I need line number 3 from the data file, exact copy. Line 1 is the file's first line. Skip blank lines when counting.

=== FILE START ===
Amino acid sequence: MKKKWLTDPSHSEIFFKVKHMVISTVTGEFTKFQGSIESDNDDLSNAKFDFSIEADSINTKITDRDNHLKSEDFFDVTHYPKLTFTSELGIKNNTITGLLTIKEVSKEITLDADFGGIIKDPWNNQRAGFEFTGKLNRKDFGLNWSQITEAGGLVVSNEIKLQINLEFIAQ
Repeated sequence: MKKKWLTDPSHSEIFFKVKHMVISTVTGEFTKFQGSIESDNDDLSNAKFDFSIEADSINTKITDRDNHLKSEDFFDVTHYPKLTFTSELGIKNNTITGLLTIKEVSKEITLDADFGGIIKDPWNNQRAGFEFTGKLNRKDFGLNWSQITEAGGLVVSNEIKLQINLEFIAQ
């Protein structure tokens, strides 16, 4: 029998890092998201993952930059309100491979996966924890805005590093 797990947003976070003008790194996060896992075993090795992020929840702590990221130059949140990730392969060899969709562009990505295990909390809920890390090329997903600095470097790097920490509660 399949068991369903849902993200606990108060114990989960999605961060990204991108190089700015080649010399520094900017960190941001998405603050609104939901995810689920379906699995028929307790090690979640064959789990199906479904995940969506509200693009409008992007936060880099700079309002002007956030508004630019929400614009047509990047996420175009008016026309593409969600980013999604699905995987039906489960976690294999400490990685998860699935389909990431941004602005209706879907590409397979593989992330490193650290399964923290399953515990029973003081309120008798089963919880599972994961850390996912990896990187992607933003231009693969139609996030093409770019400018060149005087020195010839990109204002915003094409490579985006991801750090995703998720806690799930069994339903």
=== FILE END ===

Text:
């Protein structure tokens, strides 16, 4: 029998890092998201993952930059309100491979996966924890805005590093 797990947003976070003008790194996060896992075993090795992020929840702590990221130059949140990730392969060899969709562009990505295990909390809920890390090329997903600095470097790097920490509660 399949068991369903849902993200606990108060114990989960999605961060990204991108190089700015080649010399520094900017960190941001998405603050609104939901995810689920379906699995028929307790090690979640064959789990199906479904995940969506509200693009409008992007936060880099700079309002002007956030508004630019929400614009047509990047996420175009008016026309593409969600980013999604699905995987039906489960976690294999400490990685998860699935389909990431941004602005209706879907590409397979593989992330490193650290399964923290399953515990029973003081309120008798089963919880599972994961850390996912990896990187992607933003231009693969139609996030093409770019400018060149005087020195010839990109204002915003094409490579985006991801750090995703998720806690799930069994339903």